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Horvitz & Levy is a solutions-based firm focused on appellate success. We are distinguished by our commitment to responsive service and on-going innovation in the areas of civil appellate litigation, amicus curiae support, and trial strategy consultation.

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Horvitz & Levy LLP successfully represented defendant Jacques Gaston Murray on appeal from a judgment in a breach of contract action. After the jury awarded the plaintiff approximately $5.6 million, Murray brought a motion for new trial based upon the insufficiency of the evidence to support the verdict. Murray argued that the great weight of the evidence did not support the jury’s verdict. At the hearing on the motion, the trial judge agreed that the plaintiff failed to present sufficient evidence to support the verdict. In particular, the trial judge stated that, in the court’s view, the plaintiff’s testimony had not been credible. The trial court denied the motion for new trial, however, because it concluded that it was required to defer to the jury’s assessment of the evidence.

The Court of Appeal (Second District, Division Eight) reversed and remanded for a redetermination of Murray’s motion for new trial. In a published opinion, the Court of Appeal held that a trial court, in hearing a motion for new trial, has a duty to evaluate and weigh the evidence independently to determine whether the jury clearly should have reached a different verdict. The court also held that Civ. Proc. Code, section 660, which imposes a 60-day limitation on a trial court’s jurisdiction to rule on a motion for new trial, does not preclude a trial court from considering a new trial motion on remand after appeal.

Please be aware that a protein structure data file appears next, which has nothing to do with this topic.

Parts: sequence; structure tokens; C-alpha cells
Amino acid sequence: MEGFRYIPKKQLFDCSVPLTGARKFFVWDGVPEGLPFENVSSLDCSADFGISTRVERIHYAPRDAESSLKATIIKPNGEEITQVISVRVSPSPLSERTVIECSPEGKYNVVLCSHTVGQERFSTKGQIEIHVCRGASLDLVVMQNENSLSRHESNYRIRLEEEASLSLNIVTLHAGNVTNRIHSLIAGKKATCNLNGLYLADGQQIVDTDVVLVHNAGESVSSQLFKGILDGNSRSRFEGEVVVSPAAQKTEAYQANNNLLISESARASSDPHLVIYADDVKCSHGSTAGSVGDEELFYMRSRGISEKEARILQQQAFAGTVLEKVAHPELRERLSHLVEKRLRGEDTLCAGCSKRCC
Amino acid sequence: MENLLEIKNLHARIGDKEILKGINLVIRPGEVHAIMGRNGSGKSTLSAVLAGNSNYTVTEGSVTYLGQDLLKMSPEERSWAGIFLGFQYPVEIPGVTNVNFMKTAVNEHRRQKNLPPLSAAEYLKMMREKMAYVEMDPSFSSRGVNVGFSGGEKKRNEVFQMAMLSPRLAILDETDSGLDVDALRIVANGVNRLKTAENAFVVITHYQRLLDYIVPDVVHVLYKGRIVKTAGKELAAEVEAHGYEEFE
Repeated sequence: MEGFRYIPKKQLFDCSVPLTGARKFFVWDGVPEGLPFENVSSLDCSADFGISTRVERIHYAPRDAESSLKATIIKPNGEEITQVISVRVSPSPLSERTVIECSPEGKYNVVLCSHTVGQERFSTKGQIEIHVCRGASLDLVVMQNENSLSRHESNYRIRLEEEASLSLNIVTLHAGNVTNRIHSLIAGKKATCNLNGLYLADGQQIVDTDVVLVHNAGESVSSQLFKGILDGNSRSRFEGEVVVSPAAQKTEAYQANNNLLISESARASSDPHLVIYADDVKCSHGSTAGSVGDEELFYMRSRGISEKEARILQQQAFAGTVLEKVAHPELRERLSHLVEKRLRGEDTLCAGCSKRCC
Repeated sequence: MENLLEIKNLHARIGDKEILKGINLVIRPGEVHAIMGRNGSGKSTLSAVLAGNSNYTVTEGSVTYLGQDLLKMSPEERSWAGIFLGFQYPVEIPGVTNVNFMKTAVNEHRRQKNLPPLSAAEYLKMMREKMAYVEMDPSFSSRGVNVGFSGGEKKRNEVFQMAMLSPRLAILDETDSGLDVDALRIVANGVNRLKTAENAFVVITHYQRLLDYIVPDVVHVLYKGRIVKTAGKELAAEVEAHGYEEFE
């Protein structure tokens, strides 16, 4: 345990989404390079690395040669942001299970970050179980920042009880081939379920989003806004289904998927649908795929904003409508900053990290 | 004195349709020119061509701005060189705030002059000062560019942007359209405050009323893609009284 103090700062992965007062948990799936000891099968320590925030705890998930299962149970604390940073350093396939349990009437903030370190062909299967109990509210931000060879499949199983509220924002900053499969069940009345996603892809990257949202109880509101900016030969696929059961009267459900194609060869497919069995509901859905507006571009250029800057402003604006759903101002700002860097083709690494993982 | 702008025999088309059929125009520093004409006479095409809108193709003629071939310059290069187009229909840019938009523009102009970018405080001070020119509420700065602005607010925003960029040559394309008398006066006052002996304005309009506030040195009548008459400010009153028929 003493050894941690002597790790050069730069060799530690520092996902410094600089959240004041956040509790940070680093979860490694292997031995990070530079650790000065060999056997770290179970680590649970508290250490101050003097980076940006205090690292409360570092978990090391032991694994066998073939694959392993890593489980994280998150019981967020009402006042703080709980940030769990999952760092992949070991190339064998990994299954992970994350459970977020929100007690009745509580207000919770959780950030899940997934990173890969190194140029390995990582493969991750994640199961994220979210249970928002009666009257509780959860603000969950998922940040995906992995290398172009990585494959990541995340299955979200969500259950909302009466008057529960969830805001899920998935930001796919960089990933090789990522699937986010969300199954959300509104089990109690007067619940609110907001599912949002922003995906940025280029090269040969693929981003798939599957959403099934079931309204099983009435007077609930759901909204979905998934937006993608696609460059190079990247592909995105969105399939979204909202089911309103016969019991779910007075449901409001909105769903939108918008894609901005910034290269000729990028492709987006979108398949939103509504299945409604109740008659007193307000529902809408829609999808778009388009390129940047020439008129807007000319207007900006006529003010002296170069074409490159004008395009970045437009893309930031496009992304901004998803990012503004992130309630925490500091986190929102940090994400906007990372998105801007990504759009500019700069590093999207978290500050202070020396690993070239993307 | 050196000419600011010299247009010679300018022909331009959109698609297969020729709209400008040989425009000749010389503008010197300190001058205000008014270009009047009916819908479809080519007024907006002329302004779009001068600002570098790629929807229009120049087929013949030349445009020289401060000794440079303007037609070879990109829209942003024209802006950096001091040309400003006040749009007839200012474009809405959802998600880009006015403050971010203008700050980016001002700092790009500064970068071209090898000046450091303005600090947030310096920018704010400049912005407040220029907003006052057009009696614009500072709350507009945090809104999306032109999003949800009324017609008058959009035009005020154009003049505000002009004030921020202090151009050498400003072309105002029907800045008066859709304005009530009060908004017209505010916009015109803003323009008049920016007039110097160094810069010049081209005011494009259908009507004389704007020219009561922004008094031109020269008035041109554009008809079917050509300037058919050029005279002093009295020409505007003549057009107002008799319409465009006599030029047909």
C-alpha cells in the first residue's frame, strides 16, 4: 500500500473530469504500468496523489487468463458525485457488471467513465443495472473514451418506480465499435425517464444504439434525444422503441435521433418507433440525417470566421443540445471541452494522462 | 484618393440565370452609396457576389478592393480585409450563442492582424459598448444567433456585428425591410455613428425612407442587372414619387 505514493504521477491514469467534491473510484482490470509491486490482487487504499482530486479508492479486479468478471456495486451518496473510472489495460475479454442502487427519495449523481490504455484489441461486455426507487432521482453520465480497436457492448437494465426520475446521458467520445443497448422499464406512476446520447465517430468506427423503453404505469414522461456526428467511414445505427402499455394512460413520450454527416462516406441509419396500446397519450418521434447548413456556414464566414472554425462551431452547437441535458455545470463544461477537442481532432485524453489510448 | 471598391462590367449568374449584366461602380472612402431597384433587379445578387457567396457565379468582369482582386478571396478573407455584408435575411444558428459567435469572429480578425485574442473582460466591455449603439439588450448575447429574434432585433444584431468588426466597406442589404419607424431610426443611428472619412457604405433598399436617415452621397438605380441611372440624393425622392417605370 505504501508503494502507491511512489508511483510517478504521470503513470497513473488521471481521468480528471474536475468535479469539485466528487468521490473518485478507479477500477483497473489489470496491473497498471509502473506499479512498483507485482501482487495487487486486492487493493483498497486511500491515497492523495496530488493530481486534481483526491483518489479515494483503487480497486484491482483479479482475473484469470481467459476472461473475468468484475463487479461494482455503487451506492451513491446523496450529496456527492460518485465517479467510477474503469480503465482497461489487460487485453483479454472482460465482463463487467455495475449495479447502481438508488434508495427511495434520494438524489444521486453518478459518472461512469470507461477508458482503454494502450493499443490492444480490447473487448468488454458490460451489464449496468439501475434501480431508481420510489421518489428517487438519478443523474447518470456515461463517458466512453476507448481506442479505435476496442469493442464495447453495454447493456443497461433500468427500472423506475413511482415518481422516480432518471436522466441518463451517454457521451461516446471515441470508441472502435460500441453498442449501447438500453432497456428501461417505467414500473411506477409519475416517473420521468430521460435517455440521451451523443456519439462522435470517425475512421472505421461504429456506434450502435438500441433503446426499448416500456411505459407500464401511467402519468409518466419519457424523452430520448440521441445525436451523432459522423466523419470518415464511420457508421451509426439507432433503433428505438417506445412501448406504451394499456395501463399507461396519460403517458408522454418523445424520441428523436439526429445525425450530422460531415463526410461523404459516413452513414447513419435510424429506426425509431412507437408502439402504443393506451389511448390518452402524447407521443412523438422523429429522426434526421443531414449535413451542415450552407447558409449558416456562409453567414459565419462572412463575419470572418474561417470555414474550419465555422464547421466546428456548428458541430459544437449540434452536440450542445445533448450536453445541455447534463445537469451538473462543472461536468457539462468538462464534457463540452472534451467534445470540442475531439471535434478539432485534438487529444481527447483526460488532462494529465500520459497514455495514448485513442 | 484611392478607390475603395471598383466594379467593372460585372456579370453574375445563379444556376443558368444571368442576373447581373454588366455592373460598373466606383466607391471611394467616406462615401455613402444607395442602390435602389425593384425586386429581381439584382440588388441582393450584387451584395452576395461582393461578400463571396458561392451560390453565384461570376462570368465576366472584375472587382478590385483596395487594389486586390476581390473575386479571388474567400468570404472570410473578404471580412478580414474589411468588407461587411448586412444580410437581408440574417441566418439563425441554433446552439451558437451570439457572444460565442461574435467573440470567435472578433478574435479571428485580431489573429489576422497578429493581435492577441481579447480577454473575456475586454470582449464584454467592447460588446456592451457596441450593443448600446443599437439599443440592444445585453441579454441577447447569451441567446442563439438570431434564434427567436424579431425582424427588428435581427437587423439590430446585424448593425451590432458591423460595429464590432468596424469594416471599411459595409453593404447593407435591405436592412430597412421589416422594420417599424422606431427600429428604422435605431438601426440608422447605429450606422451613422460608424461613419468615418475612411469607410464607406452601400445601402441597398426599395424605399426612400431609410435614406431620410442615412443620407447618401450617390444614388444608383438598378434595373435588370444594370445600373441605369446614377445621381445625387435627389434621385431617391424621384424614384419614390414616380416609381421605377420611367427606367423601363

On remand, the trial court confirmed that “[g]iven the substantial extent to which [plaintiff’s] testimony was contradicted and impeached by the evidence . . . there was no basis for the jury to find that [plaintiff’s] version of events was more likely to be true than not true.” The trial court therefore granted Murray's motion for new trial, on the ground that it had “independently reevaluated the evidence, consistent with the Appellate Court’s instructions and legal standards,” and had found “that the weight of the evidence does not support the jury’s verdict.”